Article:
Anyway yes, Blue Cheer. I enjoy them. But they don't sound as metal to me as Purple et al. Yes, they were much heavier in 1968 than Deep purple were, but Purple is included here mostly because of the stuff they did in the early 70s, and also Perfect Strangers maybe (not too familiar with that album as I didn't like it much, but the title track sure is heavy). I think more has to be considered when evaluating a band's "metalness" than the mere distortion of the guitars. I mean The Stooges are pretty heavy as well but noone's saying they ought to be here. Deepu Purple have the sort of songs that would be such a profound influence on prototypical speed metal ("Highway Star") that a band like Metal Church or Metalian can cover the song without really making significant changes to riffing, speed, etc.

Blue Cheer basically sound like a heavy blues rock band..or I suppose "acid rock" as someone said above, although I've never been too clear on exactly what that's supposed to be. The emphasis is not so much on the riff, when compared with Sabbath, for example, but on the solos and overdriven bluesy vibes. is it heavy? Yeah, for sure! Still not metal though...
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Dmorpheus
Mallcore Kid

Joined: Sat Jan 26, 2013 7:20 pm
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PostPosted: Fri Jul 05, 2013 10:31 pm 
 

I think Sabbath is heavy metal where BC is not simply because of the vibe. Sabbath just sounds metal, in a way that you can't quite put your finger on (although the lyrics and imagery are significantly darker than Blue Cheer's). There's nothing on Vincebus Eruptum that can compare metalwise to that tritone riff on the opening track of self-titled
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Zodijackyl
Lazy Wizard

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PostPosted: Fri Jul 05, 2013 10:54 pm 
 

Blue Cheer are great and Vincebus Ereptum is a great album, one of my better finds has been a copy of that record in a bin for a dollar. Certainly one of the most percussive, noisy hard rock bands of their day, taking a different approach to the psychedelic yammering that The Jimi Hendrix Experience twisted out to change the world. Their music was certainly a lot more percussive and abrasive than the more melodic psychedelic rock of bands like The Grateful Dead, an outlier of its time, at least for bands that earned a significant amount of recognition. It was certainly very hard rock, very hard and noisy, and that was one of the traits that set them apart - the wild soloing perhaps had a similar idea but less extraordinary talent than Hendrix, and they were pretty chaotic for rock at the time, something strange considering how we now accept wandering, noisy jams as being music much more than they were in the late 60s.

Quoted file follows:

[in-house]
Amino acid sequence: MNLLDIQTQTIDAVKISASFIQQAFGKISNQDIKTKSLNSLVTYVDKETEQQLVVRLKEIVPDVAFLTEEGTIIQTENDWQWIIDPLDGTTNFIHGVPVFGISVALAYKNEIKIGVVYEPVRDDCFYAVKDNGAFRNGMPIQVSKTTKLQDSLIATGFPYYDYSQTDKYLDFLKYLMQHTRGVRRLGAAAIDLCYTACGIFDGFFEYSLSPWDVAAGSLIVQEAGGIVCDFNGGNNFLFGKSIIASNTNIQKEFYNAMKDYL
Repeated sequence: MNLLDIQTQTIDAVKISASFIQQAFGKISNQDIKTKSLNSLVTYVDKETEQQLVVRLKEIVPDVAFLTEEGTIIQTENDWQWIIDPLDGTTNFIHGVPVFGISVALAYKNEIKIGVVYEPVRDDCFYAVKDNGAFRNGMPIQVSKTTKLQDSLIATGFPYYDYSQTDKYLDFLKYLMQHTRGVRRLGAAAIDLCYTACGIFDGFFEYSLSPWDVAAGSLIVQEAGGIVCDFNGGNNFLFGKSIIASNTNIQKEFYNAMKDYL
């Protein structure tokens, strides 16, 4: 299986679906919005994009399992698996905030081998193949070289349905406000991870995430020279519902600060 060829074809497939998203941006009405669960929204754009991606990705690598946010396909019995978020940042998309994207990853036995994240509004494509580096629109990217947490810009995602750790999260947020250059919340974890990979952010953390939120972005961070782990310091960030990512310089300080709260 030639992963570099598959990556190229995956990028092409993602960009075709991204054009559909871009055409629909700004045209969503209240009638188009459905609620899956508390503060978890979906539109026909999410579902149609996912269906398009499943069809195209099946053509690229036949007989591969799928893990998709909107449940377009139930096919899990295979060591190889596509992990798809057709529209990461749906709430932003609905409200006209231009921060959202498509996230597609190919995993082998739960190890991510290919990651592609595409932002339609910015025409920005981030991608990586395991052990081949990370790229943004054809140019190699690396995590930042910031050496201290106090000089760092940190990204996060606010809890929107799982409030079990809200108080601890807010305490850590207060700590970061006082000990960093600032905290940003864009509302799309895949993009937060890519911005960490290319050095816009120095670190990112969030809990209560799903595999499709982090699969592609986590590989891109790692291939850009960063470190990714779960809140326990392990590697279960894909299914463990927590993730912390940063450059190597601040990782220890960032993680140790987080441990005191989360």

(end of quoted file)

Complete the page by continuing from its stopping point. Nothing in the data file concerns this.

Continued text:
Commisaur wrote:
For detractors looking to decide once and for all for themselves if Blue Cheer is metal should first listen to their debut, Vincebus Eruptum, and focus listening to the songs "Summertime Blues," "Doctor Please," "Parchment Farm," and "Second Time Around." The aforementioned songs are all fast and represent all of the qualities I have mentioned previously. The other two tracks, "Rock Me Baby" and "Out of Focus," I still like of course, but are bluesy mid-tempo less extreme affairs and would not help make Blue Cheer look more metal to the detractor.


You're missing the point - they are not included on a metal archive because they are not a metal band, they are a hard rock band. This is not a detraction at all, in fact I know quite a few staffers here own that album and love it. I own the record and I've heard it many times over many years, and it's great. There are a few selected exceptions that are very few in number and shouldn't be used as references for policy, and we have talked about Blue Cheer for inclusion, but they are quite simply not a metal band even on their hardest record and further from it in a long and distinguished career.